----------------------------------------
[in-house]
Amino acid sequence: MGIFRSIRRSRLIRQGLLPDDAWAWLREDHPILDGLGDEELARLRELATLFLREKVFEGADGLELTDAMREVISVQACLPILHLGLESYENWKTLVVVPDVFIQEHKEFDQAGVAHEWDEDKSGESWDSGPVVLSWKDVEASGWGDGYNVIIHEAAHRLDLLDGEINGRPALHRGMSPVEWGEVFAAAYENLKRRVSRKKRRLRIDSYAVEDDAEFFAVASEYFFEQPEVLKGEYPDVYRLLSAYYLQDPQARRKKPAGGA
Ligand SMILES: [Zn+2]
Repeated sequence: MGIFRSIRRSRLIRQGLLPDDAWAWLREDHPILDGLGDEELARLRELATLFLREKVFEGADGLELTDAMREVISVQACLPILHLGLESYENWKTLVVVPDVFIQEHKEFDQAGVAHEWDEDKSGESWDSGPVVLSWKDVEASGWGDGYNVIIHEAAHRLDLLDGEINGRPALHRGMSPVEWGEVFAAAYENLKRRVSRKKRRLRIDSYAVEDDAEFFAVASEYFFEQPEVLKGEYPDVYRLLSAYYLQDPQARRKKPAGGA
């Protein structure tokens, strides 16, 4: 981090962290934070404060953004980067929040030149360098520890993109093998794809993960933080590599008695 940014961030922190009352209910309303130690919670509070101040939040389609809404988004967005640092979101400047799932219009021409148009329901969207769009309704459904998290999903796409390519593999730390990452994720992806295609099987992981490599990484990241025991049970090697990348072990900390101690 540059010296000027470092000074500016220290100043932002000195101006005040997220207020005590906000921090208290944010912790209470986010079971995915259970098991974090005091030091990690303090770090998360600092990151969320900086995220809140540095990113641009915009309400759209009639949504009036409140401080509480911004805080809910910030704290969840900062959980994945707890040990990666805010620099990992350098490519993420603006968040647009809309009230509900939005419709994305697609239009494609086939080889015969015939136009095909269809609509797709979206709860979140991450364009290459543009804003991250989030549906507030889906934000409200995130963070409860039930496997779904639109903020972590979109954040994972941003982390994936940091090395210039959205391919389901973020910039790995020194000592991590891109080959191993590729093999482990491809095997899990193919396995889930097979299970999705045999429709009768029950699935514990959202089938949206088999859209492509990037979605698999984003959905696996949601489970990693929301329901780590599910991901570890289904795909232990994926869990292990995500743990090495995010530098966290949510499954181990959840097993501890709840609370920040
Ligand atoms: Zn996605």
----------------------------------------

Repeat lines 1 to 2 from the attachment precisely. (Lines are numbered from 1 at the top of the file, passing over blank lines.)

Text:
[in-house]
Amino acid sequence: MGIFRSIRRSRLIRQGLLPDDAWAWLREDHPILDGLGDEELARLRELATLFLREKVFEGADGLELTDAMREVISVQACLPILHLGLESYENWKTLVVVPDVFIQEHKEFDQAGVAHEWDEDKSGESWDSGPVVLSWKDVEASGWGDGYNVIIHEAAHRLDLLDGEINGRPALHRGMSPVEWGEVFAAAYENLKRRVSRKKRRLRIDSYAVEDDAEFFAVASEYFFEQPEVLKGEYPDVYRLLSAYYLQDPQARRKKPAGGA